60hz is an octave of the lowest "theoretical" schumann frequency (7.5hz) which I theorize is actually related to a property of Iron, and core of the earth (i.e. electromagnetic hysteresis)

    This would explain the 'performance' benefit of 60hz as well, since most transformers are made of iron.

    What do you guys think? Just a coincidence?
    Last edited: Apr 6, 2008
  11. Apr 5, 2008 #10
    There is no performance benefit specifically for 60 Hz in transformers. There is a general range, perhaps 40-100 Hz that works well with the cores normally used, but you need to remember that the silicon steel followed the electrical industry not the other way. If you look at the original Westinghouse arguments, it is clear that they could have used 50 Hz, 56.67 Hz, or 66.67 Hz; the motor speed was the critical factor. Now why 60 out of those numbers? Probably Greek mysticism.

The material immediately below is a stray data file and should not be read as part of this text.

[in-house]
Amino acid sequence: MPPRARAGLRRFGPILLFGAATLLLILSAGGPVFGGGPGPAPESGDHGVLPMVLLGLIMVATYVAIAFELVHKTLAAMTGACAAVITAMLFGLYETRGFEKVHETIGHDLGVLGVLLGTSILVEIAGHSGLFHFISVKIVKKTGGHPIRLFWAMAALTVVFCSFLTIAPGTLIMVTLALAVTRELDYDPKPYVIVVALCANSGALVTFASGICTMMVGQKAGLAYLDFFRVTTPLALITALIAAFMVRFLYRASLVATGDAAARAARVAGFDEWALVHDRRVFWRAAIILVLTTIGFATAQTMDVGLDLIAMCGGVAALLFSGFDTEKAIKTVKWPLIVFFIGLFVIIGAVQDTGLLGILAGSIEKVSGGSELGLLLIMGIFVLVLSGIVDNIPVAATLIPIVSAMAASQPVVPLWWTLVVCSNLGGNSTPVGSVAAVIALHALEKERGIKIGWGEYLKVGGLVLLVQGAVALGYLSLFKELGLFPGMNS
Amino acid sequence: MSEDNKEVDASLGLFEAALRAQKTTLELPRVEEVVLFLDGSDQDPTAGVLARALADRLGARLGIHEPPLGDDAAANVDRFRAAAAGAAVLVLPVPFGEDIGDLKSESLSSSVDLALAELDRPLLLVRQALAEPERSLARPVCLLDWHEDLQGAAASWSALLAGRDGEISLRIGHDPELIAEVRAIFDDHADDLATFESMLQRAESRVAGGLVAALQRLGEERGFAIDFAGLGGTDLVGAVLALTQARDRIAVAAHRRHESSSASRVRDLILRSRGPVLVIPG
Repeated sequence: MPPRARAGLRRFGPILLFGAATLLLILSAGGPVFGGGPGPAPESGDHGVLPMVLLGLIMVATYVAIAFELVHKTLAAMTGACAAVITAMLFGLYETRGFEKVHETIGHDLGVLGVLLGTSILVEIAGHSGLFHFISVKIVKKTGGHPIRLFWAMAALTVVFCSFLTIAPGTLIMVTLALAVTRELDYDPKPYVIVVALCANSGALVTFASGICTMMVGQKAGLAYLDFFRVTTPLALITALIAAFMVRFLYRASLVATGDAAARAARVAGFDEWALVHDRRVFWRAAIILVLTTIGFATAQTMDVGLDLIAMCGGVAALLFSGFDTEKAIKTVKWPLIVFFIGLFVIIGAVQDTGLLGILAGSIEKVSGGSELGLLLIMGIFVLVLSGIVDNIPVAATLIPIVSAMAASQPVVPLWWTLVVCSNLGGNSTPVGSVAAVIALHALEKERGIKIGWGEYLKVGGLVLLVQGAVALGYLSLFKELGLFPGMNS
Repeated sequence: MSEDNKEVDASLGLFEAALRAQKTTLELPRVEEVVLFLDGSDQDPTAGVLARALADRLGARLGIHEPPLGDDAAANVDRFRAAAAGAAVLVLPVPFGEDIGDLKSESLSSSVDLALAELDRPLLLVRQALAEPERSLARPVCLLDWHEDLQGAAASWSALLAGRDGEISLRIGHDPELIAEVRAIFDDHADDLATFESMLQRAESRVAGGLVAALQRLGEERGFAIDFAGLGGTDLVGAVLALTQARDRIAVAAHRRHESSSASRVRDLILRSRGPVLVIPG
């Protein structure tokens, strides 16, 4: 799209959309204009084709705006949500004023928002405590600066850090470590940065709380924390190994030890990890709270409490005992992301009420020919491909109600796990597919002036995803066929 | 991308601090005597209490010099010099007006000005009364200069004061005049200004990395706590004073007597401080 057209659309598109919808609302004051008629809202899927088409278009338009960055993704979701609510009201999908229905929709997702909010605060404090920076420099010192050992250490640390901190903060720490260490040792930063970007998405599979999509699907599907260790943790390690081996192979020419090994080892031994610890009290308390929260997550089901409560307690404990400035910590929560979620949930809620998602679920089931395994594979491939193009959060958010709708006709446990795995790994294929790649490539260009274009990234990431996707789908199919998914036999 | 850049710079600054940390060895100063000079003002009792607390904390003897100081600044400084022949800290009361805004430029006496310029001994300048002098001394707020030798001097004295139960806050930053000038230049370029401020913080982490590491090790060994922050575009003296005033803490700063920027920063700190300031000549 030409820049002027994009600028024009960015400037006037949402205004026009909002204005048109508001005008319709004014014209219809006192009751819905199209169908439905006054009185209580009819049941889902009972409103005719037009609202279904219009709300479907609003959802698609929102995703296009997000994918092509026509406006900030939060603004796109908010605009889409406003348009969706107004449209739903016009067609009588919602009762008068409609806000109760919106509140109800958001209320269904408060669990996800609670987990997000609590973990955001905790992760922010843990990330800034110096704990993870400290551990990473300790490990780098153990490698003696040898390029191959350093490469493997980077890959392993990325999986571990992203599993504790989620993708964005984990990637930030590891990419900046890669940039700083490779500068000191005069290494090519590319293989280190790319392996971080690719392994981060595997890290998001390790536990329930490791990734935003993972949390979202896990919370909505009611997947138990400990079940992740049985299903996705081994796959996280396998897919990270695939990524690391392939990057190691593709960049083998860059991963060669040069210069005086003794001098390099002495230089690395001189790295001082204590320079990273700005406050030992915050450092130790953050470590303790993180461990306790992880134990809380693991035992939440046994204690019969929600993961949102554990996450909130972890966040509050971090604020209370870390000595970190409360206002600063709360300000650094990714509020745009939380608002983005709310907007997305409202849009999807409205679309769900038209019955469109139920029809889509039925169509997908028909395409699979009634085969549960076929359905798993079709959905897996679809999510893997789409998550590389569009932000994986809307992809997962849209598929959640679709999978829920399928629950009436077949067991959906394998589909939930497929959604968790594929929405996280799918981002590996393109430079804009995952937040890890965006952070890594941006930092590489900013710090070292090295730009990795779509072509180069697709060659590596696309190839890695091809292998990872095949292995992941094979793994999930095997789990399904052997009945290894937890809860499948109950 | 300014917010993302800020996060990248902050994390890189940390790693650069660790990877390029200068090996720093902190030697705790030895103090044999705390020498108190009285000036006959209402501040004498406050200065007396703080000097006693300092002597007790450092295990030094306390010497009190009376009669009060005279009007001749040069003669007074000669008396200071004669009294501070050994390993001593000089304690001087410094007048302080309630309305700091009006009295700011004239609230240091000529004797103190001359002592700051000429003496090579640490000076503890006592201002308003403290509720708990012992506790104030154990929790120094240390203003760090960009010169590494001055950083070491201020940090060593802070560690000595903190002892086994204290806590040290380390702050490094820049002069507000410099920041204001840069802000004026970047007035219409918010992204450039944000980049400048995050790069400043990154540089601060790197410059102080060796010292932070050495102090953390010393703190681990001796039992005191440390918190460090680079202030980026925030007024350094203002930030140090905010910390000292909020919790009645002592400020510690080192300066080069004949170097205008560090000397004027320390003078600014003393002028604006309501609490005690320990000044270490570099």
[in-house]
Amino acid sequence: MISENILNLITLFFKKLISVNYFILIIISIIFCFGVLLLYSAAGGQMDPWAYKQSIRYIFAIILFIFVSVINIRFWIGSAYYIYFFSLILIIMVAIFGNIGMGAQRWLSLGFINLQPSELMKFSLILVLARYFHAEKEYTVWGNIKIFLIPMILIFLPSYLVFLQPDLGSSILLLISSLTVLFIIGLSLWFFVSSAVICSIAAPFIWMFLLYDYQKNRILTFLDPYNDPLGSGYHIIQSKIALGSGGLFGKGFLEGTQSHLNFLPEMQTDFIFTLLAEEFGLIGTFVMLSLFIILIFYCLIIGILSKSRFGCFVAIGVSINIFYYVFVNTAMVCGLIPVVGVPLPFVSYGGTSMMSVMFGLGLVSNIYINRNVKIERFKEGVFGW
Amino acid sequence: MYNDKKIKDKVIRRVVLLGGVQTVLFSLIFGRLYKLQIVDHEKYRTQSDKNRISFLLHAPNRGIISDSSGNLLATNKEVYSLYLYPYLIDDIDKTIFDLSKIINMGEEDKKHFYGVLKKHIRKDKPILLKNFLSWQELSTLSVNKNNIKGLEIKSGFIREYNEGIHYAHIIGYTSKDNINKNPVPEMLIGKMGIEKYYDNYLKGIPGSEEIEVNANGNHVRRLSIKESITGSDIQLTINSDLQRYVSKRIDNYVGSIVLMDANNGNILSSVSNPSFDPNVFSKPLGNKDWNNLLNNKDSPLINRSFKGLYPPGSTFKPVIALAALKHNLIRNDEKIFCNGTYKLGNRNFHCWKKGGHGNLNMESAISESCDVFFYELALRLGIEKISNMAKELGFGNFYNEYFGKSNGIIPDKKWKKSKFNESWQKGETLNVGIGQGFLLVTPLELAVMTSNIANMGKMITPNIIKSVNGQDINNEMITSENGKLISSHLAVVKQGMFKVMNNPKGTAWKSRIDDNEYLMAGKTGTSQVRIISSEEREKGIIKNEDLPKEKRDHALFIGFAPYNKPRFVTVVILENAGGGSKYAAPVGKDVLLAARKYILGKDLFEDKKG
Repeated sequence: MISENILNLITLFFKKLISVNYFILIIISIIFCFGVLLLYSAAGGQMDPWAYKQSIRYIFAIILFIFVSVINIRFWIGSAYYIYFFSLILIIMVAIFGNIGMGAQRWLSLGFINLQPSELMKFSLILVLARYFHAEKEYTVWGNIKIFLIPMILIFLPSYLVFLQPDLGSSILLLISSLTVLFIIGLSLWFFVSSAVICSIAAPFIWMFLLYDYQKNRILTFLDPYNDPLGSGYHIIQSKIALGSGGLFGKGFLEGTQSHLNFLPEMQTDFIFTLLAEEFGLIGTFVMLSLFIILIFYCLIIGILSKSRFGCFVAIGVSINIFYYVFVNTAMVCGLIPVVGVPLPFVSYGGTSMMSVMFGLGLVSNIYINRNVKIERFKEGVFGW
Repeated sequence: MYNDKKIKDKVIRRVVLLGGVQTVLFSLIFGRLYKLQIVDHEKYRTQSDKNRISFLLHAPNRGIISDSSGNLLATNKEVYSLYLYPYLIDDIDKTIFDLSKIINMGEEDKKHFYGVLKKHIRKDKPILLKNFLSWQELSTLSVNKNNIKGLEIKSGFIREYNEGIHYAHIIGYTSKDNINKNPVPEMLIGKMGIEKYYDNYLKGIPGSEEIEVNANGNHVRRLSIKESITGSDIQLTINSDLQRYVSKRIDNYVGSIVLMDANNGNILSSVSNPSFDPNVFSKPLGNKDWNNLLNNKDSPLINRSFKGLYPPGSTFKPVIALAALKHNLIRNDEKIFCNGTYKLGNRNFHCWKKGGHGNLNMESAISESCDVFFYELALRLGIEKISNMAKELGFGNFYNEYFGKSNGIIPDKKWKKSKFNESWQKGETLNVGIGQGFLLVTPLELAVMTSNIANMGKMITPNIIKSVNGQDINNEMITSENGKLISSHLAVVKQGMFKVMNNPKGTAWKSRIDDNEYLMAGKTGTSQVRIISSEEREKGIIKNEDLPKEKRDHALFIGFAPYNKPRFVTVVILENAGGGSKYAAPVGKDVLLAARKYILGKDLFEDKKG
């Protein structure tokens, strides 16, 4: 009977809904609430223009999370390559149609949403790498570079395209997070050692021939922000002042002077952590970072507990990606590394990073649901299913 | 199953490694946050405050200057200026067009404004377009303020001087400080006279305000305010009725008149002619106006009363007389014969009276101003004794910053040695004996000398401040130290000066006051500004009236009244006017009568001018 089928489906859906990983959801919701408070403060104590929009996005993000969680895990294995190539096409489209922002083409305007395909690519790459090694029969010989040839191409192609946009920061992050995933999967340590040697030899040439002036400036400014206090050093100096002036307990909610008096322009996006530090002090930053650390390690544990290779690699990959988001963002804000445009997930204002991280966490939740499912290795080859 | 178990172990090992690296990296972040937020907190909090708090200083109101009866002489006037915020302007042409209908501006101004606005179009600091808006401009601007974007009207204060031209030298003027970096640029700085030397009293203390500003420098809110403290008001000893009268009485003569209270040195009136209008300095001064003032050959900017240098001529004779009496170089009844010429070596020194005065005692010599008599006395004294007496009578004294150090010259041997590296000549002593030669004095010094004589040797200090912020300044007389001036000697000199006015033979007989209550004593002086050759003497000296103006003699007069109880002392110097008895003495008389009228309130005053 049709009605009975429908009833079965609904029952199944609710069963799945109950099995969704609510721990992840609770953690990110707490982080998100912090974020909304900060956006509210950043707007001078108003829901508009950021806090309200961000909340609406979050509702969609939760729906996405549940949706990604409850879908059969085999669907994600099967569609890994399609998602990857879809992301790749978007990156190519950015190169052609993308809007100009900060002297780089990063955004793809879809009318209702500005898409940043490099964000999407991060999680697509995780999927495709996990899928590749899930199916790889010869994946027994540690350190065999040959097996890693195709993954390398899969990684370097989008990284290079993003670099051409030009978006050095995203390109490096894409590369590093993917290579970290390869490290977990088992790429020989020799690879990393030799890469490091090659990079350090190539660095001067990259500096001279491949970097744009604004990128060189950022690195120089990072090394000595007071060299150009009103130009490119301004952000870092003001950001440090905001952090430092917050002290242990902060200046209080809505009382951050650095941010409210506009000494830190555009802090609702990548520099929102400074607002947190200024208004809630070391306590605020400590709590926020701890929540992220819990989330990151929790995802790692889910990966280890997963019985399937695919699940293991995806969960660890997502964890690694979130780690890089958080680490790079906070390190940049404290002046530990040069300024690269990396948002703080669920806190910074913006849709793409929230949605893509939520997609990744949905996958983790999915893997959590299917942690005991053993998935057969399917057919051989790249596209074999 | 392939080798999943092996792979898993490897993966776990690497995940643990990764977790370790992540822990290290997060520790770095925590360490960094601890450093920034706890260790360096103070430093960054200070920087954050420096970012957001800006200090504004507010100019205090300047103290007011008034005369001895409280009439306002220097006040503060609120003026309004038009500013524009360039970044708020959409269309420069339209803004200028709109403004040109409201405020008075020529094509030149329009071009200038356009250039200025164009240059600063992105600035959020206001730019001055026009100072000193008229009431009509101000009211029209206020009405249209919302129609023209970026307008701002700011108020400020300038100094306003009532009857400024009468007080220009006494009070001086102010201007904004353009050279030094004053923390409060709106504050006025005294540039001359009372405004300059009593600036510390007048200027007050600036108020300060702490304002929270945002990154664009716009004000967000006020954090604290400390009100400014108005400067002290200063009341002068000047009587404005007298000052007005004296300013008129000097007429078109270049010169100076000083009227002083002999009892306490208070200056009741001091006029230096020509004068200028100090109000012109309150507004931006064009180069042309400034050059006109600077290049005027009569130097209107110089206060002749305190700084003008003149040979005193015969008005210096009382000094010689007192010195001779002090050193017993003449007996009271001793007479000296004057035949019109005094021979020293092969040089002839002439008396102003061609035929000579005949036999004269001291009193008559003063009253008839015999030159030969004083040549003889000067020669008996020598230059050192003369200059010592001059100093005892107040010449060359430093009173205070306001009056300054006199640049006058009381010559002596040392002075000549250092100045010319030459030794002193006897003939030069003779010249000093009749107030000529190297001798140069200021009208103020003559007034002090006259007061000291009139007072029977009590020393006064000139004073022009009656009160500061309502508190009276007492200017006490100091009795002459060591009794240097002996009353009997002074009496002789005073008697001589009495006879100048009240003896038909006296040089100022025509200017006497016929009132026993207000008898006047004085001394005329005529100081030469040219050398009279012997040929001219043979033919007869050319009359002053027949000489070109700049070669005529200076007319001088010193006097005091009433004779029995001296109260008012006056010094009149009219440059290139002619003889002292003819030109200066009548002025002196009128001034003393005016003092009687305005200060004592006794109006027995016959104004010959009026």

12. Apr 5, 2008 #11
    There is a benefit with transformers at higher frequencies...the transformer is not required to be as large. Indeed military power supplies (at least british ones) use high frequency so that the transformers etc are smaller, lighter and more easily transported.
  13. Apr 5, 2008 #12
  14. Apr 6, 2008 #13


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    60 is useful for some electric clocks that use synchronous motors.